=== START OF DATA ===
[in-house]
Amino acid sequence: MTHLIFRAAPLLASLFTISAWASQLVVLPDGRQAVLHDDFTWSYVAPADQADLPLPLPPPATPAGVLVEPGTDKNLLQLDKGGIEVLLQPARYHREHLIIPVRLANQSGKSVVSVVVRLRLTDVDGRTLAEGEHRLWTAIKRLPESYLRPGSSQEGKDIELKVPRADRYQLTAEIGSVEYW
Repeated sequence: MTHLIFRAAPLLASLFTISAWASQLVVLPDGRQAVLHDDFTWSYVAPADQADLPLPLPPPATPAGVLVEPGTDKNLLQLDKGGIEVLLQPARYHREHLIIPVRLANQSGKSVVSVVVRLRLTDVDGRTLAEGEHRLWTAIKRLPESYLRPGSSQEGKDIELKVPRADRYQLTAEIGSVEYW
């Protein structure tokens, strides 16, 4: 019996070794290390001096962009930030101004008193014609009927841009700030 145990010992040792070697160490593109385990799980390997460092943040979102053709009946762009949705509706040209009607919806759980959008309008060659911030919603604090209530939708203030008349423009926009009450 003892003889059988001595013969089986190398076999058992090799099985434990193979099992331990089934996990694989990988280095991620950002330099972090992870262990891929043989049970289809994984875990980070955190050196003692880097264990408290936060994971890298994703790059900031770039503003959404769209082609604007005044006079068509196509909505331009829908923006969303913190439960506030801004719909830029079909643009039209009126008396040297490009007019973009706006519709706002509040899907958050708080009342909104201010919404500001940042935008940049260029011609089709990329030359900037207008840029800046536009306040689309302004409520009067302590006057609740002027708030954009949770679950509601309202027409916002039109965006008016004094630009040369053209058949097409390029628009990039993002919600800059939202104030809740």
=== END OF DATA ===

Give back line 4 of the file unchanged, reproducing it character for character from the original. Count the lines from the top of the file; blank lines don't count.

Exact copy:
């Protein structure tokens, strides 16, 4: 019996070794290390001096962009930030101004008193014609009927841009700030 145990010992040792070697160490593109385990799980390997460092943040979102053709009946762009949705509706040209009607919806759980959008309008060659911030919603604090209530939708203030008349423009926009009450 003892003889059988001595013969089986190398076999058992090799099985434990193979099992331990089934996990694989990988280095991620950002330099972090992870262990891929043989049970289809994984875990980070955190050196003692880097264990408290936060994971890298994703790059900031770039503003959404769209082609604007005044006079068509196509909505331009829908923006969303913190439960506030801004719909830029079909643009039209009126008396040297490009007019973009706006519709706002509040899907958050708080009342909104201010919404500001940042935008940049260029011609089709990329030359900037207008840029800046536009306040689309302004409520009067302590006057609740002027708030954009949770679950509601309202027409916002039109965006008016004094630009040369053209058949097409390029628009990039993002919600800059939202104030809740």